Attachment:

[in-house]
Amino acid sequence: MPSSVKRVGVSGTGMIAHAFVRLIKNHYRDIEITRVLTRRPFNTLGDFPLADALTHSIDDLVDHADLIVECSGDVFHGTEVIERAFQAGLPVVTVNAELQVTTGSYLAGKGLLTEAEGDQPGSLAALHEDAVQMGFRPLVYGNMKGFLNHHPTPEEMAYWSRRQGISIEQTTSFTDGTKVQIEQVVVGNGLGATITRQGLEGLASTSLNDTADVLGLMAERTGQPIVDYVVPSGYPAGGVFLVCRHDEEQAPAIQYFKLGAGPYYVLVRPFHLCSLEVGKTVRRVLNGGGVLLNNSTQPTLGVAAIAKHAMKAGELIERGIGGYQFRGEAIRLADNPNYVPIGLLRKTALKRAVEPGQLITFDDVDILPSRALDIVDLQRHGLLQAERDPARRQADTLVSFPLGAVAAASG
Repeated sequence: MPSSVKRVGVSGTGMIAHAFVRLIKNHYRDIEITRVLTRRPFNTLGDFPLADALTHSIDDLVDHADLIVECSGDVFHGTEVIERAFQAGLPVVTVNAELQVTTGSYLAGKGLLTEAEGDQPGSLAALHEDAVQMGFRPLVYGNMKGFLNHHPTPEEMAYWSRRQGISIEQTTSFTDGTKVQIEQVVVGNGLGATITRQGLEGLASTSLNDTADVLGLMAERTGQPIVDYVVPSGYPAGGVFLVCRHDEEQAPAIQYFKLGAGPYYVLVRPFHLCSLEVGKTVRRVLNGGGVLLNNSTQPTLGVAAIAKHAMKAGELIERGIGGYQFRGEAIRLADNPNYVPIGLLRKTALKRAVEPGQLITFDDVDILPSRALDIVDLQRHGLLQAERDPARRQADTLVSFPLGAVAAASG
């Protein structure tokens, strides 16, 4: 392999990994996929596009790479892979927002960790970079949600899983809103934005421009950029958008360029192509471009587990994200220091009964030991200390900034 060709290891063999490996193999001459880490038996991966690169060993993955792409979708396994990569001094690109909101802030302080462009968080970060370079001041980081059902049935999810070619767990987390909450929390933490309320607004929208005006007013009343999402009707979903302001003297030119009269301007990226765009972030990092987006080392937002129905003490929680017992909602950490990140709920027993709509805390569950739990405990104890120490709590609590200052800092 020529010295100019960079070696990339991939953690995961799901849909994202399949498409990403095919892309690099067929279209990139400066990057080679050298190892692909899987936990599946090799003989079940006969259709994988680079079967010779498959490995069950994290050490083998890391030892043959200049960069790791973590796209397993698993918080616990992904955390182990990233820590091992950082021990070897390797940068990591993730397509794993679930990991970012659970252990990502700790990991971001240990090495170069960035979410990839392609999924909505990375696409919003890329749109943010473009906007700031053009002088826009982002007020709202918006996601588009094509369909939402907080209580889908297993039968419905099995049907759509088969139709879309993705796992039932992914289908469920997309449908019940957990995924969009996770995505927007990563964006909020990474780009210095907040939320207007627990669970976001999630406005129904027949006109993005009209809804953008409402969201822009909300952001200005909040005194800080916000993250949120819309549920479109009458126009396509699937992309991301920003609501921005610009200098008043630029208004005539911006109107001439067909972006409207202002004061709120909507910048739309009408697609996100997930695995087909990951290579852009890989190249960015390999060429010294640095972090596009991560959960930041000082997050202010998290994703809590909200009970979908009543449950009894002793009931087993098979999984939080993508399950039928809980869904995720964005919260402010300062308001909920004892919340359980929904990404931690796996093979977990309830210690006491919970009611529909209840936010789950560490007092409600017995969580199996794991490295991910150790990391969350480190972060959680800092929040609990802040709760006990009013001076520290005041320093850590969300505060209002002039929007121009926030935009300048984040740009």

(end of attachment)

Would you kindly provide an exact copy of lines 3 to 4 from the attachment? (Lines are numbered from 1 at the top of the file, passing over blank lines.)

Repeated sequence: MPSSVKRVGVSGTGMIAHAFVRLIKNHYRDIEITRVLTRRPFNTLGDFPLADALTHSIDDLVDHADLIVECSGDVFHGTEVIERAFQAGLPVVTVNAELQVTTGSYLAGKGLLTEAEGDQPGSLAALHEDAVQMGFRPLVYGNMKGFLNHHPTPEEMAYWSRRQGISIEQTTSFTDGTKVQIEQVVVGNGLGATITRQGLEGLASTSLNDTADVLGLMAERTGQPIVDYVVPSGYPAGGVFLVCRHDEEQAPAIQYFKLGAGPYYVLVRPFHLCSLEVGKTVRRVLNGGGVLLNNSTQPTLGVAAIAKHAMKAGELIERGIGGYQFRGEAIRLADNPNYVPIGLLRKTALKRAVEPGQLITFDDVDILPSRALDIVDLQRHGLLQAERDPARRQADTLVSFPLGAVAAASG
């Protein structure tokens, strides 16, 4: 392999990994996929596009790479892979927002960790970079949600899983809103934005421009950029958008360029192509471009587990994200220091009964030991200390900034 060709290891063999490996193999001459880490038996991966690169060993993955792409979708396994990569001094690109909101802030302080462009968080970060370079001041980081059902049935999810070619767990987390909450929390933490309320607004929208005006007013009343999402009707979903302001003297030119009269301007990226765009972030990092987006080392937002129905003490929680017992909602950490990140709920027993709509805390569950739990405990104890120490709590609590200052800092 020529010295100019960079070696990339991939953690995961799901849909994202399949498409990403095919892309690099067929279209990139400066990057080679050298190892692909899987936990599946090799003989079940006969259709994988680079079967010779498959490995069950994290050490083998890391030892043959200049960069790791973590796209397993698993918080616990992904955390182990990233820590091992950082021990070897390797940068990591993730397509794993679930990991970012659970252990990502700790990991971001240990090495170069960035979410990839392609999924909505990375696409919003890329749109943010473009906007700031053009002088826009982002007020709202918006996601588009094509369909939402907080209580889908297993039968419905099995049907759509088969139709879309993705796992039932992914289908469920997309449908019940957990995924969009996770995505927007990563964006909020990474780009210095907040939320207007627990669970976001999630406005129904027949006109993005009209809804953008409402969201822009909300952001200005909040005194800080916000993250949120819309549920479109009458126009396509699937992309991301920003609501921005610009200098008043630029208004005539911006109107001439067909972006409207202002004061709120909507910048739309009408697609996100997930695995087909990951290579852009890989190249960015390999060429010294640095972090596009991560959960930041000082997050202010998290994703809590909200009970979908009543449950009894002793009931087993098979999984939080993508399950039928809980869904995720964005919260402010300062308001909920004892919340359980929904990404931690796996093979977990309830210690006491919970009611529909209840936010789950560490007092409600017995969580199996794991490295991910150790990391969350480190972060959680800092929040609990802040709760006990009013001076520290005041320093850590969300505060209002002039929007121009926030935009300048984040740009």